Like the chameleon, leaders are not able to stay one way. They must develop the type of character that can anticipate, accept, adapt and administer. To become a problem solver and a voice of influence, these skills are very necessary.
People make decisions every day. These decisions can be difficult, depending on different internal and external factors. These factors can quickly turn a normal task, into an abnormal task. Failure to make the right choice in key situations can lead to undesirable outcomes.
As leaders, we can’t be with our people 24/7. It’s impossible to train for every scenario. Instead of focusing on detailed and specific solutions, a broader approach needs to be taken. We have to teach people how to think.
We have to develop within our teams the specific skill of utilizing objective analysis in order to solve problems.
Read on for some ways that will help you teach people how to think.
As leaders, we need to be in tune with our team in order to solve problems. That means we have to listen. In order to ensure you are listening to the right thing, you need to ask the right questions. Here are three ways to make that happen.
Leaders learn a lot and know many different things. Some of these things can be learned on the job or through various industry experience. A lot of times, education serves as the background for a leader’s knowledge. But there is one thing, that every leader must know in order to succeed, no matter the business or industry, no matter the level of leadership. If a leader fails to understand this, they will fail. Continue reading to find out what every leader must know.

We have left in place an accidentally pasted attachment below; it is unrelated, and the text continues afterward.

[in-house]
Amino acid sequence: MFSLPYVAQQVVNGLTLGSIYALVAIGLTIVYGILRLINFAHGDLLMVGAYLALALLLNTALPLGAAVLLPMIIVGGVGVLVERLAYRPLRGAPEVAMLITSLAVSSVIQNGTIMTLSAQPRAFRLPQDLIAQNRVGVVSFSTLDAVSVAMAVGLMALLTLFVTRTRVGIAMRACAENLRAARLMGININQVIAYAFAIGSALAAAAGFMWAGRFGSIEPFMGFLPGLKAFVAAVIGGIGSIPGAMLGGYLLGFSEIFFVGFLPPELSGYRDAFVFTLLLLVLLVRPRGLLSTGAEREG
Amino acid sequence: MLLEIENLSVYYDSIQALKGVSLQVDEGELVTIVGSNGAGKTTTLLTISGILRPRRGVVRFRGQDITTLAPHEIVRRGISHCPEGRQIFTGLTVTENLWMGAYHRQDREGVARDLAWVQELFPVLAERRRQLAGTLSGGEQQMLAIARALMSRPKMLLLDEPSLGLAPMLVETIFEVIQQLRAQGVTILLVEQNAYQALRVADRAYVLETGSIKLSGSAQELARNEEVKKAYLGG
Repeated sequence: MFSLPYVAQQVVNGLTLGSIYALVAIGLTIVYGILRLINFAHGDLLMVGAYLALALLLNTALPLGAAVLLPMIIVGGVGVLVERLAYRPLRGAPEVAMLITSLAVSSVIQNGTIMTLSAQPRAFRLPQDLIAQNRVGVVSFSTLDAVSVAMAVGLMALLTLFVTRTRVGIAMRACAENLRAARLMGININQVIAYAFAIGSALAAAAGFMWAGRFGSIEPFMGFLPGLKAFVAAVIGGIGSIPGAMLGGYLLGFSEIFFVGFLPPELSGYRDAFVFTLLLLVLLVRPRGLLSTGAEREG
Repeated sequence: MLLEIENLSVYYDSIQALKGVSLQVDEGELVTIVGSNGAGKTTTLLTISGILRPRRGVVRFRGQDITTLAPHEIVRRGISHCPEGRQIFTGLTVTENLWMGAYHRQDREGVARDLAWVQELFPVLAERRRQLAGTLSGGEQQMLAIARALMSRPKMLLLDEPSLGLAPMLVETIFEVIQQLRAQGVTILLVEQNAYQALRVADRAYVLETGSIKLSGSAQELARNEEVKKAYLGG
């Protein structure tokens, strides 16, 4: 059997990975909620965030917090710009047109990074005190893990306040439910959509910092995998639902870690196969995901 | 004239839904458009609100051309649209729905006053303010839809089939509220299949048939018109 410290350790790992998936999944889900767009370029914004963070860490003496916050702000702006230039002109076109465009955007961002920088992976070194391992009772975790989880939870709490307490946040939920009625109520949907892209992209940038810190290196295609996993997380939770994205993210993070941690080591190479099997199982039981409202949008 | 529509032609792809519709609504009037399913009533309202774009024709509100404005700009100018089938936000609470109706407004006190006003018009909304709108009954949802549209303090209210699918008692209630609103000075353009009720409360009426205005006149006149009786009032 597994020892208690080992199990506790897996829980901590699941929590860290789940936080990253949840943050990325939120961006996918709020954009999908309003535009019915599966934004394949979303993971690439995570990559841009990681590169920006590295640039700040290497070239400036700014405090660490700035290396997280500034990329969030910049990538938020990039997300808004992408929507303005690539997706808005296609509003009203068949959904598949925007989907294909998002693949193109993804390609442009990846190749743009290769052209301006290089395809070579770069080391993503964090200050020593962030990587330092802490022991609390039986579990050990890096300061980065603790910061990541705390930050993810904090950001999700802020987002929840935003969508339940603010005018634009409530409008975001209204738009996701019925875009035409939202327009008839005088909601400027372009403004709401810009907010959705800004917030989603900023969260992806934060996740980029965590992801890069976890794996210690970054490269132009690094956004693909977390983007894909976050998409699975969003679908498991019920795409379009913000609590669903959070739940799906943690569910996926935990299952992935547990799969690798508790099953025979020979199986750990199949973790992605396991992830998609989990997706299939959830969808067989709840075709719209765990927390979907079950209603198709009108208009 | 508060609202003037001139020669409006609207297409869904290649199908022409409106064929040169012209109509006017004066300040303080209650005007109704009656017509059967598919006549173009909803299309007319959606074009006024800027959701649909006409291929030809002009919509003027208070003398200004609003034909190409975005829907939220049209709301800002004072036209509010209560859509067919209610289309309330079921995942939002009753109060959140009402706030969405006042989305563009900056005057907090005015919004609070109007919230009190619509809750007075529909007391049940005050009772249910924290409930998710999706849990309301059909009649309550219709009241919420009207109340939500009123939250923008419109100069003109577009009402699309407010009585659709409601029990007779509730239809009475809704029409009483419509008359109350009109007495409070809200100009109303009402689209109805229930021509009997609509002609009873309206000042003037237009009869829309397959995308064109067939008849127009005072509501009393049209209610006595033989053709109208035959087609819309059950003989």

As a leader, being grateful should be considered a key component in your leadership skill set. Unfortunately, it is often overlooked. When utilized properly, gratitude has many benefits and works to increase your influence. We should use this with co-workers, family, friends and anyone we care about. But it’s not simple. There is a specific way to say “thank you”.
When I was in college, almost every class had an element of working in groups or figuring out something within a team. I can’t tell you how many times I cringed, when I heard the professor describing the project and giving the criteria for grades. My issue? I was a pretty good student, obsessively driven to get an A in each class. I worked harder than most and didn’t want my grade `to be reflective of folks who weren’t “putting in the work”. Continue reading to see how I survived.
Last week, while on vacation, I had a chance to watch a lot of football. (American Football) That’s when I saw something that got my “leadership senses” tingling. I was compelled to share my thoughts here.
Incidents often occur at organizations, where the root cause is found to be “human error”. In other words, a procedure was not followed properly or was otherwise ignored. Chances are it’s not the first time this procedure was broken. So how does this happen? We have an answer to this question and suggestions for leaders who want to avoid this issue.
If you are sensitive to topics of race, it’s probably because our society has sugar coated this stuff for too long. Time to start ripping the band-aid off.
It’s sad, but true. The higher a black person goes in an organization, the less of his or her own they see. Does it matter, when it comes to that black person’s ability to lead the group? In corporate America, other races don’t face this question on the same magnitude as black people for two reasons. Continue reading “Do black lives matter in leadership?”
I’d like to remind everyone that we are always affecting culture, directly and indirectly. People are always watching us. As leaders, if we’re not purposely building up a positive culture, we may be tearing it down by our actions or lack thereof. Don’t be afraid to step up for what’s right. By not stepping up, you may as well be knocking down the building blocks of a good culture.